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Snap Election 2017: at a glance

Posted by: Lauren Cox 23 May 17  | Current Issues |  Government

It was a manifesto-packed week last week, with all parties outlining their key focus areas in a bid to win the General Election on Thursday, 8th June.

In a true battle of yellow, orange, blue, red, purple and green, it’s hard to keep up with who’s promising what in this snap Election. In an effort to win over the public on Friday, Tory Theresa May was at a manifesto launch in Edinburgh, whilst Labour’s Jeremy Corbyn met pensioners in an attempt to safeguard their votes and both the Lib Dems and SNP were busy campaigning across the UK.

With every party promising to have our best interests at heart, what do they have in store for the Public Sector?

Social Care

The social care crisis has been a long-standing emergency and one that every party addresses in their manifestos.

The Labour party pave pledged to invest £8billion in social care, extending the stay threshold for young people in care until they’re 21 and refocusing children’s social care through working with families in local areas and early intervention. This will ultimately look at tackling the increasing number of young care leavers, by which Government reports believe this to have risen by over 40% in the last decade.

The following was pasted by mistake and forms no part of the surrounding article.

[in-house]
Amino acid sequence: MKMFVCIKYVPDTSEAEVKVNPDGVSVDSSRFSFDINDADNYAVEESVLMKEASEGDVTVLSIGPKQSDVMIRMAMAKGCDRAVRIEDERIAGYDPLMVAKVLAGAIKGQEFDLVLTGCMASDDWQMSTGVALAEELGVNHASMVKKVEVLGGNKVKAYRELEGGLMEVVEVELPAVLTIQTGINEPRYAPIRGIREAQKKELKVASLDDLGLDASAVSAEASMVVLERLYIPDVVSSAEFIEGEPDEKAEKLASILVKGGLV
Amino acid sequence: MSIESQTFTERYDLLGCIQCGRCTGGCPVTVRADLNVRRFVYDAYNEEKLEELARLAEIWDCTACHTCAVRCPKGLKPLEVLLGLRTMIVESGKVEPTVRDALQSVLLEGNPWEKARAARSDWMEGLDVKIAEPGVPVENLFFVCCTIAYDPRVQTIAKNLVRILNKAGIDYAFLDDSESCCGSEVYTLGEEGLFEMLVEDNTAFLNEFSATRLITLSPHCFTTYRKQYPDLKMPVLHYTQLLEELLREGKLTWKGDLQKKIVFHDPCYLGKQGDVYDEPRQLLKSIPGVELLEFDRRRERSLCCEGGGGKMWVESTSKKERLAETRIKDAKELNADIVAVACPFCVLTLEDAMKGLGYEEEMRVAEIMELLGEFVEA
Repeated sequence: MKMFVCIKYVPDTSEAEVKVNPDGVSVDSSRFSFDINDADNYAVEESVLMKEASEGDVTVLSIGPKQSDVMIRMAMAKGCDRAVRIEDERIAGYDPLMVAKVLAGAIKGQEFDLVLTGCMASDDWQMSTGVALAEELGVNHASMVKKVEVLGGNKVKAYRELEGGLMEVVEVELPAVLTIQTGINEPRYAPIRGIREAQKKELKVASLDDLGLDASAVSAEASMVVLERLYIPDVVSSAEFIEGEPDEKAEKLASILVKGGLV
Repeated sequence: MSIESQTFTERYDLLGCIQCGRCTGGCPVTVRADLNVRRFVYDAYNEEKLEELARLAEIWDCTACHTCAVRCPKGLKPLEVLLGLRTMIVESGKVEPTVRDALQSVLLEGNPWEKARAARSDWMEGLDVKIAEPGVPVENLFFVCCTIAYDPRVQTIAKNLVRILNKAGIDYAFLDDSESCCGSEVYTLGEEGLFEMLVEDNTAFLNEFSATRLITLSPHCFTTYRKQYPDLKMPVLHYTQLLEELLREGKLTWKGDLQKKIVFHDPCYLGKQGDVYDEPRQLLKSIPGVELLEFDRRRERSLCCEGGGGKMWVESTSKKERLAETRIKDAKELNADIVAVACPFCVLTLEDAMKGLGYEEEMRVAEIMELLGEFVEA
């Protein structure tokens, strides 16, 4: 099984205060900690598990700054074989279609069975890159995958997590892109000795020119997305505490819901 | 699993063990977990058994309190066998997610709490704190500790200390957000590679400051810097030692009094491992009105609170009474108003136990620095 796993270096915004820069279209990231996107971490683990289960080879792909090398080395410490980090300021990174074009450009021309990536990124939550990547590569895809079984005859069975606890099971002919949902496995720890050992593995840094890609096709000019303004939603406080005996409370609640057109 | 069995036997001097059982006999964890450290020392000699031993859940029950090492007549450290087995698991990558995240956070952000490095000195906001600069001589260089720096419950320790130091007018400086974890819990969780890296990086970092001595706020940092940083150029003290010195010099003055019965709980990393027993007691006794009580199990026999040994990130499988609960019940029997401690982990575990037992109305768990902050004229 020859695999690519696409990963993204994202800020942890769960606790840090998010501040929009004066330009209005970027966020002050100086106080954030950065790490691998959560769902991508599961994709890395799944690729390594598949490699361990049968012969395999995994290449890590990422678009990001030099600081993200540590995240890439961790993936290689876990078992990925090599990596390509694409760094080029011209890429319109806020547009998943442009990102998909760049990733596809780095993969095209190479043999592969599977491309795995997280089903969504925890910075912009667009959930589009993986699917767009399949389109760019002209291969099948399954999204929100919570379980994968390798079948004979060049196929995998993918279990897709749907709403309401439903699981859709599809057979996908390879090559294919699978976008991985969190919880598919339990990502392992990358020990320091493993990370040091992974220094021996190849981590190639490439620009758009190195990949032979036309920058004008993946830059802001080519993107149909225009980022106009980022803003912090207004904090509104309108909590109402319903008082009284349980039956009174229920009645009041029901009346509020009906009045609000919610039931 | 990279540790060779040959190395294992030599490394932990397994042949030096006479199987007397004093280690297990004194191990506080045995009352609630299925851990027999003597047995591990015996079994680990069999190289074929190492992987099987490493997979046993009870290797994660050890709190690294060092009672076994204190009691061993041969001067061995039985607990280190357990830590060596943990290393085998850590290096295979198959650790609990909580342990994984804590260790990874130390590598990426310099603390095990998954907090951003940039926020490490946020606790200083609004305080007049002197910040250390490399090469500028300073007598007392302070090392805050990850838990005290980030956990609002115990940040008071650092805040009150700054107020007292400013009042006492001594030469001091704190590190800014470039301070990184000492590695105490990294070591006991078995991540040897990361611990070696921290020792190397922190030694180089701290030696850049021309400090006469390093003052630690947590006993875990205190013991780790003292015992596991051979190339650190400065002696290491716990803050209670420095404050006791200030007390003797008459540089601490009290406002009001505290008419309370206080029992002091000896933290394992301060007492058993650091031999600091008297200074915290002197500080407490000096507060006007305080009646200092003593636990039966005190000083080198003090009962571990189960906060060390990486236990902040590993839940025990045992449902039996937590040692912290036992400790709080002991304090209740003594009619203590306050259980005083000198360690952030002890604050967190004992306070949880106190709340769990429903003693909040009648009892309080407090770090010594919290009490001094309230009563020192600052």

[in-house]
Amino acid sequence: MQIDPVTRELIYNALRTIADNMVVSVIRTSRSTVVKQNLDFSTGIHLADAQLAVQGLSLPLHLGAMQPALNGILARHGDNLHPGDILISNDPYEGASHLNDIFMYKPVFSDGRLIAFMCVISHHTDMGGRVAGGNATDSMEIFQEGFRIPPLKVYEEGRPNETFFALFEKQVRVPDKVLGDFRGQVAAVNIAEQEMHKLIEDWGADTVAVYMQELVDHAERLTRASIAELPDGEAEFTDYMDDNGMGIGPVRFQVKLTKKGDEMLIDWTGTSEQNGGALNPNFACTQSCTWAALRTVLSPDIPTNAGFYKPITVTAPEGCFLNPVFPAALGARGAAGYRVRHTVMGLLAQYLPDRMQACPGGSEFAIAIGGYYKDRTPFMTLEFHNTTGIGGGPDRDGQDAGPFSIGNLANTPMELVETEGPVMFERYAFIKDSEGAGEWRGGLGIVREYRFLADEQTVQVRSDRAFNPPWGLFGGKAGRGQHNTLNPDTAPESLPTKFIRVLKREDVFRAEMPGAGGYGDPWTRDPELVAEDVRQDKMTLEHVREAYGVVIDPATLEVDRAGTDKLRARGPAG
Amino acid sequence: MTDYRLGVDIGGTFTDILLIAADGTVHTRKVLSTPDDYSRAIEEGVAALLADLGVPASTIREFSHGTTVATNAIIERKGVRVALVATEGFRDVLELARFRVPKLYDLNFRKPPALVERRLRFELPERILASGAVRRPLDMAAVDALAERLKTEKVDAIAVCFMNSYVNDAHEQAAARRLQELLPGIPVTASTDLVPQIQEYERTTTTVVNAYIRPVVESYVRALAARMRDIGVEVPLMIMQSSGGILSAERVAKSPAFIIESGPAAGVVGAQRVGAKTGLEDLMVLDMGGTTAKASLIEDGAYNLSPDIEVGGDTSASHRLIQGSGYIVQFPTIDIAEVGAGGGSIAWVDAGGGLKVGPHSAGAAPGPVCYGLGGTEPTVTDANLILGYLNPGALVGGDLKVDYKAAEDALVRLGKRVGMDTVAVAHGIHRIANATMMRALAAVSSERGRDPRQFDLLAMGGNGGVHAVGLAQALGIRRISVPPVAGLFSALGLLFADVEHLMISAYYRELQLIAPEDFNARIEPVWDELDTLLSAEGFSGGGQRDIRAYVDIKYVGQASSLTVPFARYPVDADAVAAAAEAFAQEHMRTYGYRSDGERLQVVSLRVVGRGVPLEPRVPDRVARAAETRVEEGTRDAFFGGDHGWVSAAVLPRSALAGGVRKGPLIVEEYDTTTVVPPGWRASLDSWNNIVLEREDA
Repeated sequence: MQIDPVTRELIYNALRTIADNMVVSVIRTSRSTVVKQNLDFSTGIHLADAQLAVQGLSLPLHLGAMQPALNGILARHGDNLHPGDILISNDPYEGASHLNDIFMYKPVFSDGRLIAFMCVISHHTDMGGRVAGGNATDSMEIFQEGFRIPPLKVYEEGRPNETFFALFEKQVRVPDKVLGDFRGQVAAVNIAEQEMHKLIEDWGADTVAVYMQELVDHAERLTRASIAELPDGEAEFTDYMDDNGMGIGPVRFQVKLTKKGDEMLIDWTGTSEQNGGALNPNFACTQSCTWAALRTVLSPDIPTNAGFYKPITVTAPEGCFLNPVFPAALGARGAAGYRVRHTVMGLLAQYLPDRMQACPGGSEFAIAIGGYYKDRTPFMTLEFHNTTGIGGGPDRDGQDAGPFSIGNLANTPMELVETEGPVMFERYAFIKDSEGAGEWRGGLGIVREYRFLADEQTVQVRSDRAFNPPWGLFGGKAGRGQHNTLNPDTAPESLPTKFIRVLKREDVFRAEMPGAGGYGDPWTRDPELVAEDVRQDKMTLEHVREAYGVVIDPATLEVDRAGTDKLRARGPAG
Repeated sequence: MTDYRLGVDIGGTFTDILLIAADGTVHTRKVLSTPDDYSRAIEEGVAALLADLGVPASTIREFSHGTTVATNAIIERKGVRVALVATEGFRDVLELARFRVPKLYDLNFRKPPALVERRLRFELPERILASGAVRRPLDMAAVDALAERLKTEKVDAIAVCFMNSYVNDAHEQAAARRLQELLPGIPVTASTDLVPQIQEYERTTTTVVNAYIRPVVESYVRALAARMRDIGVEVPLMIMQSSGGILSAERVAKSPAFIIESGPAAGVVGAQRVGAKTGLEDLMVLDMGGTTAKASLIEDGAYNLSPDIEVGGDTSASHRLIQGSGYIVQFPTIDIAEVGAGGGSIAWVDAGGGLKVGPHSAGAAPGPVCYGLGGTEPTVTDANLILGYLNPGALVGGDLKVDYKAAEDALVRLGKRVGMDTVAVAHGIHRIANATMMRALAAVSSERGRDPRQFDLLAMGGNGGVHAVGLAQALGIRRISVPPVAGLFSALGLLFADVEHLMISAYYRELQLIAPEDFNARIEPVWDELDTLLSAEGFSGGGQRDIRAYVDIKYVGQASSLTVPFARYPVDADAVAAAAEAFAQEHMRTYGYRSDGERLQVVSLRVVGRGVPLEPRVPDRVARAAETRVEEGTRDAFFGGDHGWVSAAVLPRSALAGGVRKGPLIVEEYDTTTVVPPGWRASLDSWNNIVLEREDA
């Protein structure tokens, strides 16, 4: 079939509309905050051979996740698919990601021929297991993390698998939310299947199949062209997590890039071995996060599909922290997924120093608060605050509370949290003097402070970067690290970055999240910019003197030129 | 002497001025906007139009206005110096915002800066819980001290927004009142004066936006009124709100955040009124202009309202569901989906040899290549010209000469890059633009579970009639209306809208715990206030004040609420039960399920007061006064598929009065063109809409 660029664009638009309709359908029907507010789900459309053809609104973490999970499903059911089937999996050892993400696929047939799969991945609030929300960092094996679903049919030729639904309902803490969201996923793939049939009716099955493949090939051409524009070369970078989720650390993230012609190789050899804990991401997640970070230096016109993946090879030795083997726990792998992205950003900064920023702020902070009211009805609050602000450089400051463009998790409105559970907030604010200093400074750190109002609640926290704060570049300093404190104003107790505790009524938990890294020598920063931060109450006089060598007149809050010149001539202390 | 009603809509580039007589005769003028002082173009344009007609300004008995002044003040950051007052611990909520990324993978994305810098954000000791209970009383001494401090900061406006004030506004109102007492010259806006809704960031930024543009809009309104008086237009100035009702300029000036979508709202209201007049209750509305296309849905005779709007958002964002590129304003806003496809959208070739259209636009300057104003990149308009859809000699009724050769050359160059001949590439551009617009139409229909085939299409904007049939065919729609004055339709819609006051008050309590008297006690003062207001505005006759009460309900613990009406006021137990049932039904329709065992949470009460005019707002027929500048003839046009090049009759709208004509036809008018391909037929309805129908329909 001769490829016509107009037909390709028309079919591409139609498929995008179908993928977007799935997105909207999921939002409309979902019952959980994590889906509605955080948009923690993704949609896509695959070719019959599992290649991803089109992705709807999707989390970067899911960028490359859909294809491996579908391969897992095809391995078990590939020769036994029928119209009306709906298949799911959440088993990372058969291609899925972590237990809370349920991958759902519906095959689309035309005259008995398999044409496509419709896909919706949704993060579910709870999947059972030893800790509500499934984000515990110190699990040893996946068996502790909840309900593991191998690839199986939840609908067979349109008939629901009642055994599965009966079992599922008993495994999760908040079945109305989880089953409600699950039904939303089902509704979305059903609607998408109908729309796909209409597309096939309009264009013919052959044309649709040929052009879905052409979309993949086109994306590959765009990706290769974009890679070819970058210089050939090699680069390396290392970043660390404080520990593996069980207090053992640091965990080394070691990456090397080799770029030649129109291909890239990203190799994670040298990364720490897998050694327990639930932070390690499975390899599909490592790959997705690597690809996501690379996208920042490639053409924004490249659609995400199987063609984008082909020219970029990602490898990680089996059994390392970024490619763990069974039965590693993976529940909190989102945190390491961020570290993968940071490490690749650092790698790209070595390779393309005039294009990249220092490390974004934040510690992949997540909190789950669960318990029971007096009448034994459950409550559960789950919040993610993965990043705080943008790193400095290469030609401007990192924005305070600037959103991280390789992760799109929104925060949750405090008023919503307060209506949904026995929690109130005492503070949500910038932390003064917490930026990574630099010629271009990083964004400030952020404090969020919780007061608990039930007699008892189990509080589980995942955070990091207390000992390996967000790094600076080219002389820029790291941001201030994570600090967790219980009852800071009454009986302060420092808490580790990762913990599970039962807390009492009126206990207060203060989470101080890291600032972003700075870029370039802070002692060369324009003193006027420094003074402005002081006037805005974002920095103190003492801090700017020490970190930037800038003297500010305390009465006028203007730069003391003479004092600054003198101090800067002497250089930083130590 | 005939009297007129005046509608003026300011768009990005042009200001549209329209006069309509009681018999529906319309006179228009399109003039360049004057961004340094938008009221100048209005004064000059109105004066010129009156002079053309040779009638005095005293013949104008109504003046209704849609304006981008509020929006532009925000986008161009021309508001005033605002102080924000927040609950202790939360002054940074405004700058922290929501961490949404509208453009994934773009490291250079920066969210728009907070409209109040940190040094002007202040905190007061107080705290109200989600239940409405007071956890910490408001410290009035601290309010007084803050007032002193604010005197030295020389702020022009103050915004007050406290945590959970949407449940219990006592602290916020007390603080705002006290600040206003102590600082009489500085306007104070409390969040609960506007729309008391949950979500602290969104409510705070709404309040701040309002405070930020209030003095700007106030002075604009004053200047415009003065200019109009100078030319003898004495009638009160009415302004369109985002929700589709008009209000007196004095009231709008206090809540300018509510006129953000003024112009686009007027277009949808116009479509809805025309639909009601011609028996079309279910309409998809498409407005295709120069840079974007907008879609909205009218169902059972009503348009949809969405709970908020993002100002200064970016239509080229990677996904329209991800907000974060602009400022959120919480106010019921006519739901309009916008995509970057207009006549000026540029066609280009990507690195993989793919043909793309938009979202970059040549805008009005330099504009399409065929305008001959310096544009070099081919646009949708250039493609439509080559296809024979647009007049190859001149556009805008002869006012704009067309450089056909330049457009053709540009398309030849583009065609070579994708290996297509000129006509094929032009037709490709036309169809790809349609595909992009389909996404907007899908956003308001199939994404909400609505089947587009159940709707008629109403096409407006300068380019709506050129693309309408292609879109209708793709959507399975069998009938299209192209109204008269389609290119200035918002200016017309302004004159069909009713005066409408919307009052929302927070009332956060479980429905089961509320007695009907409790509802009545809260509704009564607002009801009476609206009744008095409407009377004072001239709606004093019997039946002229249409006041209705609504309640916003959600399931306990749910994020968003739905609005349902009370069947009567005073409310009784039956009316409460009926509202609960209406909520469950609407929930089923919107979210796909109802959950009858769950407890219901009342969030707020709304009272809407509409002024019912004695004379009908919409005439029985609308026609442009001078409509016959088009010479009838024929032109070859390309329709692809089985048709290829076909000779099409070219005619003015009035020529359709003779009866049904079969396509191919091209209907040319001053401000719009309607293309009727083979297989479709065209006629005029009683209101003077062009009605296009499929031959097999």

Jeremy Corbyn has also promised to tackle issues around the 1.2 million older people’s needs which currently remain unmet. With austerity in mental health services currently impacting school budgets, they look to ensure that all children in secondary schools will have access to a counselling service.

Theresa May, Conservative Prime Minister, has promised to tackle the rising cost of adult social care in the Tory manifesto. As well as scrapping a planned £72,000 cap on care costs, due in 2020, she has devised a plan around allowing people with assets of more than £100,000 having to pay for their care. In a drastic turn of events yesterday, however, the Prime Minister has suggested that the package would now include a limit on the money people would have to pay - triggering accusations of a manifesto meltdown.